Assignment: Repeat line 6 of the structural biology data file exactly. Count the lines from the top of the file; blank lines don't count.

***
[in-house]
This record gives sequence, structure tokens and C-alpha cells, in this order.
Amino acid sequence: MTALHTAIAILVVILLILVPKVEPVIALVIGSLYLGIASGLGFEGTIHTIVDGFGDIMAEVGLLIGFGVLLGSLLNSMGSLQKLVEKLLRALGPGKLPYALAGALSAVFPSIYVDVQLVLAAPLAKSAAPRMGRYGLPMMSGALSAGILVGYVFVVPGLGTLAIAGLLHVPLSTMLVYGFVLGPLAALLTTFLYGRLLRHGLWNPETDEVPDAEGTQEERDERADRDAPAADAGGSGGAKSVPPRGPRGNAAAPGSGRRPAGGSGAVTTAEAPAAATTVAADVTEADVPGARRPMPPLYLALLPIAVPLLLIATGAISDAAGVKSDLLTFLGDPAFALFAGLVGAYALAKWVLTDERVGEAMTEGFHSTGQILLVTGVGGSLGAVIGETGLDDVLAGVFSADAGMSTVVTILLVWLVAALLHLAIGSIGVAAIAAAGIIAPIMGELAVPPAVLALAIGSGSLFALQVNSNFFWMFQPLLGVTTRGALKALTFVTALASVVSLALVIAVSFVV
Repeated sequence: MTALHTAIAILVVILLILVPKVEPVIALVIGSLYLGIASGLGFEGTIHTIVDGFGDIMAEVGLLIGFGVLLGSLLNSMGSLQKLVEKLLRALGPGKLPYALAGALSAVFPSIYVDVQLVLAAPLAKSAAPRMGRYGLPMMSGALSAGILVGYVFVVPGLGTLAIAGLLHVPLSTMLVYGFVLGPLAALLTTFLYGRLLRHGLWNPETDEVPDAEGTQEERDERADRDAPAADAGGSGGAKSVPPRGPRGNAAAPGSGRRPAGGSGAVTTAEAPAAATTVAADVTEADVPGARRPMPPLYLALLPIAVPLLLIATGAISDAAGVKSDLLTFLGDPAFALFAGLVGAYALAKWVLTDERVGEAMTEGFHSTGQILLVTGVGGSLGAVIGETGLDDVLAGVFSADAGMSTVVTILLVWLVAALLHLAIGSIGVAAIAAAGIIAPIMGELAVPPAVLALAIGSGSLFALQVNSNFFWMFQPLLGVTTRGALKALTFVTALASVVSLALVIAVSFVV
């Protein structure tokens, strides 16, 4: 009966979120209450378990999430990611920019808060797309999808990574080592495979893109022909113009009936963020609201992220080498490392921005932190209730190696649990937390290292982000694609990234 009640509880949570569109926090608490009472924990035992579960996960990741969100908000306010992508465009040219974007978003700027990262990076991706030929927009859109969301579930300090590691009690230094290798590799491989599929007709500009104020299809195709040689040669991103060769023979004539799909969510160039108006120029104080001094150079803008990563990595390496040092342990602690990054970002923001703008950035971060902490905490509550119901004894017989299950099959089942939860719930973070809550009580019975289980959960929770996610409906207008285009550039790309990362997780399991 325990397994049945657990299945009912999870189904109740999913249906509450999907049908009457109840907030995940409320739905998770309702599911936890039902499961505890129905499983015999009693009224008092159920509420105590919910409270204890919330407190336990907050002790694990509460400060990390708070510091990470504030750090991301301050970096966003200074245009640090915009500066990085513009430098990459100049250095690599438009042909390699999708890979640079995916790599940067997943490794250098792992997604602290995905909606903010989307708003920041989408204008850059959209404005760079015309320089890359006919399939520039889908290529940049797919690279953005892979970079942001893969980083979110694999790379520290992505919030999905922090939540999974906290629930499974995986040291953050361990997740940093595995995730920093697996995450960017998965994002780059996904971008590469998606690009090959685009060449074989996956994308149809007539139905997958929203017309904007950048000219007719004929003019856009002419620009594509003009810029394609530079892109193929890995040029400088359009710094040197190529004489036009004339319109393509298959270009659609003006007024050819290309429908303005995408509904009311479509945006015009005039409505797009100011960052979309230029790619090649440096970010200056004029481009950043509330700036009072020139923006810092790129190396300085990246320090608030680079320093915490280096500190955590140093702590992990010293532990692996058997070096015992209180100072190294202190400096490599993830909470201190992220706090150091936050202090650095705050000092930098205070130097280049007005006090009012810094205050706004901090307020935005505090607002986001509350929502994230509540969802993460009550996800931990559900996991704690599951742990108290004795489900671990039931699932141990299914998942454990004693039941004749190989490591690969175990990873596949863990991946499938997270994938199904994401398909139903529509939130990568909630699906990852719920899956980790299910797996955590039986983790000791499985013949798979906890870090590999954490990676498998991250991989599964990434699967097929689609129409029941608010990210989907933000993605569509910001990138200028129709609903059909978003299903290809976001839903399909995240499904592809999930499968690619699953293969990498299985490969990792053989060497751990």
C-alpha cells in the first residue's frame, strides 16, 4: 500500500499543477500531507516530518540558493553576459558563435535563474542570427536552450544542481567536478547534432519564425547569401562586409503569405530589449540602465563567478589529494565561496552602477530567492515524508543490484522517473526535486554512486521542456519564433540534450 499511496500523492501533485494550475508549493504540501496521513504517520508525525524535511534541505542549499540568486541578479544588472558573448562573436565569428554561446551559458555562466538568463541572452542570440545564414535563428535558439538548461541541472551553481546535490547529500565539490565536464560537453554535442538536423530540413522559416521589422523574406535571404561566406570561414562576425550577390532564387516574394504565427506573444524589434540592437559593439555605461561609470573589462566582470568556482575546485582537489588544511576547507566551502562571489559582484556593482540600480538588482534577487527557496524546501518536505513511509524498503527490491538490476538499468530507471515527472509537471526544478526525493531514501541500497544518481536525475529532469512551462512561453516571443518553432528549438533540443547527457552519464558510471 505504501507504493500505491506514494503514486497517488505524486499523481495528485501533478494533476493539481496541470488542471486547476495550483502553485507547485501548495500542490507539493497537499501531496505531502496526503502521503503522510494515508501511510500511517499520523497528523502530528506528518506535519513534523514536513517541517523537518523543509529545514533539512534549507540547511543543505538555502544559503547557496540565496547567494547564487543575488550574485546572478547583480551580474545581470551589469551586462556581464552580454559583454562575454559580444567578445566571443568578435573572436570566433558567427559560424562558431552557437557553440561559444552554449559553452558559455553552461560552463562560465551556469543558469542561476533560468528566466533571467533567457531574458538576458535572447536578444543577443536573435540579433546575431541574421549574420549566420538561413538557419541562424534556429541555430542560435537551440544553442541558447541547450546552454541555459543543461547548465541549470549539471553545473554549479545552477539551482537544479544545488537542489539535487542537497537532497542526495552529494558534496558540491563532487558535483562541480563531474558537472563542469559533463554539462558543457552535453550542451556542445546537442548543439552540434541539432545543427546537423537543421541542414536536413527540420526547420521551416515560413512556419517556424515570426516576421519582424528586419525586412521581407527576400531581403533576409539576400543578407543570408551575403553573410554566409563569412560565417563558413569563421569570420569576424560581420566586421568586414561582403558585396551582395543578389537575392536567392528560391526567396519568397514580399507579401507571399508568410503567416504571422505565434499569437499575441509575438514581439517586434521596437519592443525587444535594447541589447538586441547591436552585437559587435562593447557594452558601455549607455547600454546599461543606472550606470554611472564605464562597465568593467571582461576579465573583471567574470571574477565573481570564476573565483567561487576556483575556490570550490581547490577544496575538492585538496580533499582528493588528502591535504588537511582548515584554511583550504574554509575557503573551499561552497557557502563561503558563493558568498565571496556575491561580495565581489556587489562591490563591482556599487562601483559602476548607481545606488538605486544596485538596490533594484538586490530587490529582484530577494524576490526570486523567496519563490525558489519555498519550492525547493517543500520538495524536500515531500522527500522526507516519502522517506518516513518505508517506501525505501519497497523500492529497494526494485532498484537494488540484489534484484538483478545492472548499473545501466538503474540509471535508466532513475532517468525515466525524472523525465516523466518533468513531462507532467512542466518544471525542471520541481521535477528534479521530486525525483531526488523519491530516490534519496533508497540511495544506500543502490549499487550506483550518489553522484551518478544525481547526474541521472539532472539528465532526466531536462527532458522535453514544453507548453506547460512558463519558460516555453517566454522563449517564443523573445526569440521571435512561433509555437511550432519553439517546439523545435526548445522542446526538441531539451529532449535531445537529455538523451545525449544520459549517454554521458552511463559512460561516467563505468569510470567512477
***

C-alpha cells in the first residue's frame, strides 16, 4: 500500500499543477500531507516530518540558493553576459558563435535563474542570427536552450544542481567536478547534432519564425547569401562586409503569405530589449540602465563567478589529494565561496552602477530567492515524508543490484522517473526535486554512486521542456519564433540534450 499511496500523492501533485494550475508549493504540501496521513504517520508525525524535511534541505542549499540568486541578479544588472558573448562573436565569428554561446551559458555562466538568463541572452542570440545564414535563428535558439538548461541541472551553481546535490547529500565539490565536464560537453554535442538536423530540413522559416521589422523574406535571404561566406570561414562576425550577390532564387516574394504565427506573444524589434540592437559593439555605461561609470573589462566582470568556482575546485582537489588544511576547507566551502562571489559582484556593482540600480538588482534577487527557496524546501518536505513511509524498503527490491538490476538499468530507471515527472509537471526544478526525493531514501541500497544518481536525475529532469512551462512561453516571443518553432528549438533540443547527457552519464558510471 505504501507504493500505491506514494503514486497517488505524486499523481495528485501533478494533476493539481496541470488542471486547476495550483502553485507547485501548495500542490507539493497537499501531496505531502496526503502521503503522510494515508501511510500511517499520523497528523502530528506528518506535519513534523514536513517541517523537518523543509529545514533539512534549507540547511543543505538555502544559503547557496540565496547567494547564487543575488550574485546572478547583480551580474545581470551589469551586462556581464552580454559583454562575454559580444567578445566571443568578435573572436570566433558567427559560424562558431552557437557553440561559444552554449559553452558559455553552461560552463562560465551556469543558469542561476533560468528566466533571467533567457531574458538576458535572447536578444543577443536573435540579433546575431541574421549574420549566420538561413538557419541562424534556429541555430542560435537551440544553442541558447541547450546552454541555459543543461547548465541549470549539471553545473554549479545552477539551482537544479544545488537542489539535487542537497537532497542526495552529494558534496558540491563532487558535483562541480563531474558537472563542469559533463554539462558543457552535453550542451556542445546537442548543439552540434541539432545543427546537423537543421541542414536536413527540420526547420521551416515560413512556419517556424515570426516576421519582424528586419525586412521581407527576400531581403533576409539576400543578407543570408551575403553573410554566409563569412560565417563558413569563421569570420569576424560581420566586421568586414561582403558585396551582395543578389537575392536567392528560391526567396519568397514580399507579401507571399508568410503567416504571422505565434499569437499575441509575438514581439517586434521596437519592443525587444535594447541589447538586441547591436552585437559587435562593447557594452558601455549607455547600454546599461543606472550606470554611472564605464562597465568593467571582461576579465573583471567574470571574477565573481570564476573565483567561487576556483575556490570550490581547490577544496575538492585538496580533499582528493588528502591535504588537511582548515584554511583550504574554509575557503573551499561552497557557502563561503558563493558568498565571496556575491561580495565581489556587489562591490563591482556599487562601483559602476548607481545606488538605486544596485538596490533594484538586490530587490529582484530577494524576490526570486523567496519563490525558489519555498519550492525547493517543500520538495524536500515531500522527500522526507516519502522517506518516513518505508517506501525505501519497497523500492529497494526494485532498484537494488540484489534484484538483478545492472548499473545501466538503474540509471535508466532513475532517468525515466525524472523525465516523466518533468513531462507532467512542466518544471525542471520541481521535477528534479521530486525525483531526488523519491530516490534519496533508497540511495544506500543502490549499487550506483550518489553522484551518478544525481547526474541521472539532472539528465532526466531536462527532458522535453514544453507548453506547460512558463519558460516555453517566454522563449517564443523573445526569440521571435512561433509555437511550432519553439517546439523545435526548445522542446526538441531539451529532449535531445537529455538523451545525449544520459549517454554521458552511463559512460561516467563505468569510470567512477